Another reason why capitalism is crucial is because of how other economic systems can be highly dangerous for democracy. The main idea behind nonmarket economies is that the government is the one in charge of all major economic decisions and resources. This leads to multiple issues that can harm democratic principles. First, throughout history, governments don’t have a good track record of handling these tasks well. Dahl talks about this in his work.It is just too much for centralized government to put in the time and resources to successfully develop complex economic structure that will have growth in countries with big population and resources. This usually leads to demoralized workforce and unsatisfied general population. And as we concluded earlier, people like to be happy or they will try to change something. There is another, more dangerous, side-effect of centralized economy. It puts enormous power in the hands of the government and therefore in the hands of the leader. Dahl continues to say that it is incredibly hard for a person to resist this power and not to use it in their own interests. Even if by some miracle the person that is in charge manages to defy this temptation, the chances of his or her successor doing the same are slim to none. Now if we have this person that holds all this power, it is almost inevitable that the system will take turn to autocracy or communism, taking democracy completely out of the picture. So, do we want to risk this change in America?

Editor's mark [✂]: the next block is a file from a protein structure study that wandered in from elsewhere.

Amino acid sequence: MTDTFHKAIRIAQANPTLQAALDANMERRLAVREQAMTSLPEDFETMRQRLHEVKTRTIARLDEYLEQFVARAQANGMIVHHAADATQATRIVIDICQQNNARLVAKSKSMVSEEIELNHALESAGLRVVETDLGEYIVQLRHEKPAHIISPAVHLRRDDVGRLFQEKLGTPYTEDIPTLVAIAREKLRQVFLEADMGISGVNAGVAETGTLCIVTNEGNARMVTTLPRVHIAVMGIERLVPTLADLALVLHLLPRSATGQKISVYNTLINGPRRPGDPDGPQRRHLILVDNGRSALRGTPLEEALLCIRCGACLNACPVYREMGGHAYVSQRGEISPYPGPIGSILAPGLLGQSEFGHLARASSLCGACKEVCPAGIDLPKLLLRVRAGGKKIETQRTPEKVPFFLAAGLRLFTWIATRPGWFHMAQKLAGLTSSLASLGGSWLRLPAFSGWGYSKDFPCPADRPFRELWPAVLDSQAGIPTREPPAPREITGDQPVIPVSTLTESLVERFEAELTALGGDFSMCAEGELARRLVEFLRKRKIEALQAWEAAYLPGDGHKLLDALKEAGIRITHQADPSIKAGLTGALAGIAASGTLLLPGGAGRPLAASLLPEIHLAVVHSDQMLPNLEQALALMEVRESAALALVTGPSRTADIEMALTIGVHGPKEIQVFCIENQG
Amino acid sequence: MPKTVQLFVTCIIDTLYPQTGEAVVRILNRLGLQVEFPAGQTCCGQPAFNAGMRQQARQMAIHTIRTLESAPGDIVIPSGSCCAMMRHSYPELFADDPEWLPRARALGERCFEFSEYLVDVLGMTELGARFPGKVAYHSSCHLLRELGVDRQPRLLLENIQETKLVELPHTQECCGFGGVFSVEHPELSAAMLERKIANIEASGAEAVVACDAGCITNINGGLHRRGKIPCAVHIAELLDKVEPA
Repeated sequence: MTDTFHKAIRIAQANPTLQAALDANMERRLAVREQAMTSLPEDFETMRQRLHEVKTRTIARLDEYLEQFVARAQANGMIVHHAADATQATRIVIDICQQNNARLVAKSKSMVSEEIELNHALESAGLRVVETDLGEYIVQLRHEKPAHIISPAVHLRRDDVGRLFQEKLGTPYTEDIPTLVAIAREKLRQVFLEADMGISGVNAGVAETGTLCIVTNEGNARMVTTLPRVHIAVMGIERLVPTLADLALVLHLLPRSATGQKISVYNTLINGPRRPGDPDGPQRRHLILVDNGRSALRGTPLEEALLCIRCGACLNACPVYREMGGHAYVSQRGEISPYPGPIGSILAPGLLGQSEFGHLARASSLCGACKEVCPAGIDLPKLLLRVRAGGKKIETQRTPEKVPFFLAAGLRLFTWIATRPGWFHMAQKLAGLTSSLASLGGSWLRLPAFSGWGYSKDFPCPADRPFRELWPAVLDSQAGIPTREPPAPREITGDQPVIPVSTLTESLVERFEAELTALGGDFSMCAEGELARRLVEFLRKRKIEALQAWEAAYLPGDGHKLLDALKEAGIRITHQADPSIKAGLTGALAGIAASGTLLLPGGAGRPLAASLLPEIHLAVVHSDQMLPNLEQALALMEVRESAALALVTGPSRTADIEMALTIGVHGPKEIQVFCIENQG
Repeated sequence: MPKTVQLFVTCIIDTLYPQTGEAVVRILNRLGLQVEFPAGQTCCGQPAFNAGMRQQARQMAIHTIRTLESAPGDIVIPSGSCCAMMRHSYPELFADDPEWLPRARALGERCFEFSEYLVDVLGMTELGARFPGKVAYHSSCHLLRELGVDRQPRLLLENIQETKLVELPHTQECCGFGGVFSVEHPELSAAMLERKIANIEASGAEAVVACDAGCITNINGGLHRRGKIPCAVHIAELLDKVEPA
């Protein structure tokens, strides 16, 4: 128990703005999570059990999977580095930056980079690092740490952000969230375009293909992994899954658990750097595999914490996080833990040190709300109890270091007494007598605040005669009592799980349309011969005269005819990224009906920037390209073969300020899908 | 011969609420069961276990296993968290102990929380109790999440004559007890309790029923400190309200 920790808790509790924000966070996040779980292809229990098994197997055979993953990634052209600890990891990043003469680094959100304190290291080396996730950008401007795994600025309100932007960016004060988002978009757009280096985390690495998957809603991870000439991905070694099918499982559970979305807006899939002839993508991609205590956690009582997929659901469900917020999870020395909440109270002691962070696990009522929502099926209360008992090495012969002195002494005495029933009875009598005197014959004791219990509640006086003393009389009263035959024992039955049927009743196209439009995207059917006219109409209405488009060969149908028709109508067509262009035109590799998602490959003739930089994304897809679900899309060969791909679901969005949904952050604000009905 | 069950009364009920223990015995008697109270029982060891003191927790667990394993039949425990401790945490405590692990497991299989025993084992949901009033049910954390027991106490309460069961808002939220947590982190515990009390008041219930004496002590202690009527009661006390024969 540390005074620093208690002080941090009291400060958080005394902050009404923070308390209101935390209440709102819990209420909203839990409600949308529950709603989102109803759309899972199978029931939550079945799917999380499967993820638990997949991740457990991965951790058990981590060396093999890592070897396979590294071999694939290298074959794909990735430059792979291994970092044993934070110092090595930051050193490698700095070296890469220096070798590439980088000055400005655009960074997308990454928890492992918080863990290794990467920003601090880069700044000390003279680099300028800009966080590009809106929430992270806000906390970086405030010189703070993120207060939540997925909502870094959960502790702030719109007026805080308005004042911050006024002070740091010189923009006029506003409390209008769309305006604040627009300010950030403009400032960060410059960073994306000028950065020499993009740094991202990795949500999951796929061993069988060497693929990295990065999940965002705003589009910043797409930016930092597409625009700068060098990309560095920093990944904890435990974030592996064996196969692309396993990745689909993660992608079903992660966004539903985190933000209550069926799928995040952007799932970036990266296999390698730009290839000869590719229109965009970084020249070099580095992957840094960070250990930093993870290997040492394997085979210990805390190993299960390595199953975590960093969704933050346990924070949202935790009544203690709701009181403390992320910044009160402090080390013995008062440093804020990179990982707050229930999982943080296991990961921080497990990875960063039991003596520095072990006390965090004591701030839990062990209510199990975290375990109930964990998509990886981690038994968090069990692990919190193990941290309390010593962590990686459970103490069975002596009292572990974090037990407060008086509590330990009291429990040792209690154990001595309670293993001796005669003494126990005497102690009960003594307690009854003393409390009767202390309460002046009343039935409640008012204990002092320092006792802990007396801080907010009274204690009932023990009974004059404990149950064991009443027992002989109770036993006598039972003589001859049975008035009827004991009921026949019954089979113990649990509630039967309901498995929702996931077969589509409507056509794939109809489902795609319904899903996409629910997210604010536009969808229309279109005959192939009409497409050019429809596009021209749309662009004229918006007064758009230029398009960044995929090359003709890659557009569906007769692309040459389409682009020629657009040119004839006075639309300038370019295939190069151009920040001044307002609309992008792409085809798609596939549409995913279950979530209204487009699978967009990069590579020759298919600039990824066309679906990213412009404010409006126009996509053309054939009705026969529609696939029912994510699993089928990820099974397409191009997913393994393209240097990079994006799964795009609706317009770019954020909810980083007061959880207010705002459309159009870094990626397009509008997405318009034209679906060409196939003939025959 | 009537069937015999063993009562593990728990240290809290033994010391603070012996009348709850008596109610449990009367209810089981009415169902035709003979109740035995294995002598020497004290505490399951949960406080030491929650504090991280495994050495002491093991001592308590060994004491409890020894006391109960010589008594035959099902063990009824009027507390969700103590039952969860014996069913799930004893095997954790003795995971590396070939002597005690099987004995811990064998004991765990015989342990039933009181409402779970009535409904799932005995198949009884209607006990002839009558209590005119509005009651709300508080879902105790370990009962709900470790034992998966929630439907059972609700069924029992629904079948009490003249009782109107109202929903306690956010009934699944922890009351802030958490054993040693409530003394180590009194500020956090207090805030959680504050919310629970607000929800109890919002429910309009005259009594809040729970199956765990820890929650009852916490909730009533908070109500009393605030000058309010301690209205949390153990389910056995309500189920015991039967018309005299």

And yes, it would be completely ignorant to say that capitalism is perfect. With this economic rise, globalization and development of technology, there is a growing gap in wealth in the United States. This automatically leads to political inequality since that is something that is related to economic equality. There will be people with huge amounts of money that can have bigger influences on the policy making than an average citizen. But I argue that economic equality will never be realistic and obtainable without jeopardizing the other pillars of democracy. Some people will always be willing to work harder than others and, accordingly, have more than others. In my opinion, capitalism is here to stay if we want democracy to stick around, too.
I appreciate the connections you made and the education you provided in this blog post, and I agree that economic development and prosperity are key to building stable democracies. However, as you mentioned in your final paragraph, I am concerned about the levels of wealth inequality made possible by unfettered capitalism and the deleterious effects that this can have on the overall health of democracy. Today, rising levels of wealth inequality have been associated with a shrinking middle class, widespread dissatisfaction with forms of democratic governance, and an uptick in the popularity of populist leaders. Just as President Franklin D. Roosevelt recognized the need for a New Deal that would provide relief for farmers, the unemployed, youth, and the elderly (the groups most disproportionally affected by the Great Depression), current levels of wealth disparity may mandate minor redistribution policies aimed at enfranchising groups who feel as if they have been left out of the American Dream and excluded from our country’s general economic growth. Even if complete economic equality is not realistic or attainable in our system, some action must be taken to alleviate deep feelings of agitation over wealth and income inequality in the United States. Otherwise, we run the risk of people turning away from democracy and instead turning to burgeoning autocrats who promise to better address their economic grievances.